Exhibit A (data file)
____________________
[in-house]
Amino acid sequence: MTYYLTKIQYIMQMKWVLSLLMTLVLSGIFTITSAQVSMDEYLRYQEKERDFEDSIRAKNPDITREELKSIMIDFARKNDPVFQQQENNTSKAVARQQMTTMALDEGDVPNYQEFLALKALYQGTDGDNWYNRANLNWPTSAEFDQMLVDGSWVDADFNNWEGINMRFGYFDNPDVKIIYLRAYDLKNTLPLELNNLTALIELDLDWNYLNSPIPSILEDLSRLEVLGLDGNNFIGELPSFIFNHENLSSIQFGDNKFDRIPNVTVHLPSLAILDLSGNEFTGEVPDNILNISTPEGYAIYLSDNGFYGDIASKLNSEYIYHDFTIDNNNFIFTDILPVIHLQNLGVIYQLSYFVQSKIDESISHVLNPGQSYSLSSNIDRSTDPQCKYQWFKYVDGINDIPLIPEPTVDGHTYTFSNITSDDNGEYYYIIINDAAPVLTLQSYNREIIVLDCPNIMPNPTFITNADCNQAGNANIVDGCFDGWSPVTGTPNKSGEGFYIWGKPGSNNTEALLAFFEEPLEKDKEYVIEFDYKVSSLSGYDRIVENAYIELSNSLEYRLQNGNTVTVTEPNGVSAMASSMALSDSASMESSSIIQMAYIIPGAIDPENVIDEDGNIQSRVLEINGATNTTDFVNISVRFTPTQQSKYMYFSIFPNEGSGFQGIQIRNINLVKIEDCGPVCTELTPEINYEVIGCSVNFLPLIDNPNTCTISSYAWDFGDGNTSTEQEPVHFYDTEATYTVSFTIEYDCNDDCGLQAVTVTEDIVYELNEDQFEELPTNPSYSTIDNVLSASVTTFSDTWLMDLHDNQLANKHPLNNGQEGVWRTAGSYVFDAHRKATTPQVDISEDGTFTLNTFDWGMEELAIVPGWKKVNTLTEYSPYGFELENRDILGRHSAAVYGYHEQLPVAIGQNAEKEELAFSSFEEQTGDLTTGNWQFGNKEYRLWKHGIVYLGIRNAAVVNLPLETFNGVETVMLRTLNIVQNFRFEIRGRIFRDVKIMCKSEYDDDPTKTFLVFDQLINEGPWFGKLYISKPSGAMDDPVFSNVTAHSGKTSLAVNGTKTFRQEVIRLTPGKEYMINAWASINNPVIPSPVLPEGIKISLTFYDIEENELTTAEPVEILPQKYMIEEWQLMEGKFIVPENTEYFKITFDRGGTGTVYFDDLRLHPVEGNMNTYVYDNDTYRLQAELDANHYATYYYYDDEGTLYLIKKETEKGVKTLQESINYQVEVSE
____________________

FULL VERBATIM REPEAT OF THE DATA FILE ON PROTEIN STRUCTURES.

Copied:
[in-house]
Amino acid sequence: MTYYLTKIQYIMQMKWVLSLLMTLVLSGIFTITSAQVSMDEYLRYQEKERDFEDSIRAKNPDITREELKSIMIDFARKNDPVFQQQENNTSKAVARQQMTTMALDEGDVPNYQEFLALKALYQGTDGDNWYNRANLNWPTSAEFDQMLVDGSWVDADFNNWEGINMRFGYFDNPDVKIIYLRAYDLKNTLPLELNNLTALIELDLDWNYLNSPIPSILEDLSRLEVLGLDGNNFIGELPSFIFNHENLSSIQFGDNKFDRIPNVTVHLPSLAILDLSGNEFTGEVPDNILNISTPEGYAIYLSDNGFYGDIASKLNSEYIYHDFTIDNNNFIFTDILPVIHLQNLGVIYQLSYFVQSKIDESISHVLNPGQSYSLSSNIDRSTDPQCKYQWFKYVDGINDIPLIPEPTVDGHTYTFSNITSDDNGEYYYIIINDAAPVLTLQSYNREIIVLDCPNIMPNPTFITNADCNQAGNANIVDGCFDGWSPVTGTPNKSGEGFYIWGKPGSNNTEALLAFFEEPLEKDKEYVIEFDYKVSSLSGYDRIVENAYIELSNSLEYRLQNGNTVTVTEPNGVSAMASSMALSDSASMESSSIIQMAYIIPGAIDPENVIDEDGNIQSRVLEINGATNTTDFVNISVRFTPTQQSKYMYFSIFPNEGSGFQGIQIRNINLVKIEDCGPVCTELTPEINYEVIGCSVNFLPLIDNPNTCTISSYAWDFGDGNTSTEQEPVHFYDTEATYTVSFTIEYDCNDDCGLQAVTVTEDIVYELNEDQFEELPTNPSYSTIDNVLSASVTTFSDTWLMDLHDNQLANKHPLNNGQEGVWRTAGSYVFDAHRKATTPQVDISEDGTFTLNTFDWGMEELAIVPGWKKVNTLTEYSPYGFELENRDILGRHSAAVYGYHEQLPVAIGQNAEKEELAFSSFEEQTGDLTTGNWQFGNKEYRLWKHGIVYLGIRNAAVVNLPLETFNGVETVMLRTLNIVQNFRFEIRGRIFRDVKIMCKSEYDDDPTKTFLVFDQLINEGPWFGKLYISKPSGAMDDPVFSNVTAHSGKTSLAVNGTKTFRQEVIRLTPGKEYMINAWASINNPVIPSPVLPEGIKISLTFYDIEENELTTAEPVEILPQKYMIEEWQLMEGKFIVPENTEYFKITFDRGGTGTVYFDDLRLHPVEGNMNTYVYDNDTYRLQAELDANHYATYYYYDDEGTLYLIKKETEKGVKTLQESINYQVEVSE